3. Carefully study the context and framework of the verse in which the problem arises until you gain some idea of what the verse is intended to mean within its own setting. It may be necessary to study the entire book in which the verse occurs, carefully noting how each key term is used in other passages. Compare Scripture with Scripture, especially all those passages in other parts of the Bible that deal with the same subject or doctrine.
4. Remember, no interpretation of Scripture is valid that is not based on careful exegesis, that is, on wholehearted commitment to determining what the ancient author meant by the words he used. This is accomplished by a painstaking study of the key words, as defined in the dictionaries (Hebrew and Greek) and as used in parallel passages. Research also the specific meaning of these words in idiomatic phrases, as observed in other parts of the Bible.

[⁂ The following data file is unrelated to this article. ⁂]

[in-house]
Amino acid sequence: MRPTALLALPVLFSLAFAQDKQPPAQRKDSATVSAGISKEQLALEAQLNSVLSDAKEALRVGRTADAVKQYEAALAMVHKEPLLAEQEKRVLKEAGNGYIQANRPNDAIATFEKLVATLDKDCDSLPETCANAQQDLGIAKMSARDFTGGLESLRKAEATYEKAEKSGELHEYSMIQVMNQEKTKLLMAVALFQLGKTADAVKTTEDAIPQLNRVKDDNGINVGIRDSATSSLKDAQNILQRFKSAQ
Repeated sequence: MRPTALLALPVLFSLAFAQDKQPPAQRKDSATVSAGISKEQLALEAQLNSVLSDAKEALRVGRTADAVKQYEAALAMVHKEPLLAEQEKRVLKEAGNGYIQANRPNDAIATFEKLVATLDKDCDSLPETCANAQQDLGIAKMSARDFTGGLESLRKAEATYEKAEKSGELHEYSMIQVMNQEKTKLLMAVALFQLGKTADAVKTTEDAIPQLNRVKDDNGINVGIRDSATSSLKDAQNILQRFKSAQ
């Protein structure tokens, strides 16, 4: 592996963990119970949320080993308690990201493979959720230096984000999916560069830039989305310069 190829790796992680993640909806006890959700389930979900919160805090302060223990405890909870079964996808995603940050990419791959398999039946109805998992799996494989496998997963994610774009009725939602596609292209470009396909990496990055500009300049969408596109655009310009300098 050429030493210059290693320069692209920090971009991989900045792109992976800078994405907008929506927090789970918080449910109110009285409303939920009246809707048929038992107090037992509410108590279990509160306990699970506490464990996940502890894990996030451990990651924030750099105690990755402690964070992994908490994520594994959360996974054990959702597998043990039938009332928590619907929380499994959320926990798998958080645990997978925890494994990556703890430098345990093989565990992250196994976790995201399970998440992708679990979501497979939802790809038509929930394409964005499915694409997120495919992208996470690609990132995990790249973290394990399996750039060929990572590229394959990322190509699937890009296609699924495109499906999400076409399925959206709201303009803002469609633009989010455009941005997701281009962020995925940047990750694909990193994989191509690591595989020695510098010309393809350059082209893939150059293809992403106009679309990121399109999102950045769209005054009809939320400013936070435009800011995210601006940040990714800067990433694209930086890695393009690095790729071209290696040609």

Consider how confused a foreigner must be when he reads in a daily American newspaper: “The prospectors made a strike yesterday up in the mountains.” “The union went on strike this morning.” “The batter made his third strike and was called out by the umpire.” “Strike up with the Star Spangled Banner.” “The fisherman got a good strike in the middle of the lake.” Presumably each of these completely different uses of the same word go back to the same parent and have the same etymology. But complete confusion may result from misunderstanding how the speaker meant the word to be used. Bear in mind that inerrancy involves acceptance of and belief in whatever the biblical author meant by the words he used. If he meant what he said in a literal way, it is wrong to take it figuratively; but if he meant what he said in a figurative way, it is wrong to take it literally. So we must engage in careful exegesis in order to find out what he meant in the light of contemporary conditions and usage. That takes hard work. Intuition or snap judgment may catch one up in a web of fallacy and subjective bias. This often results in heresy that hinders the cause of the Lord one professes to serve.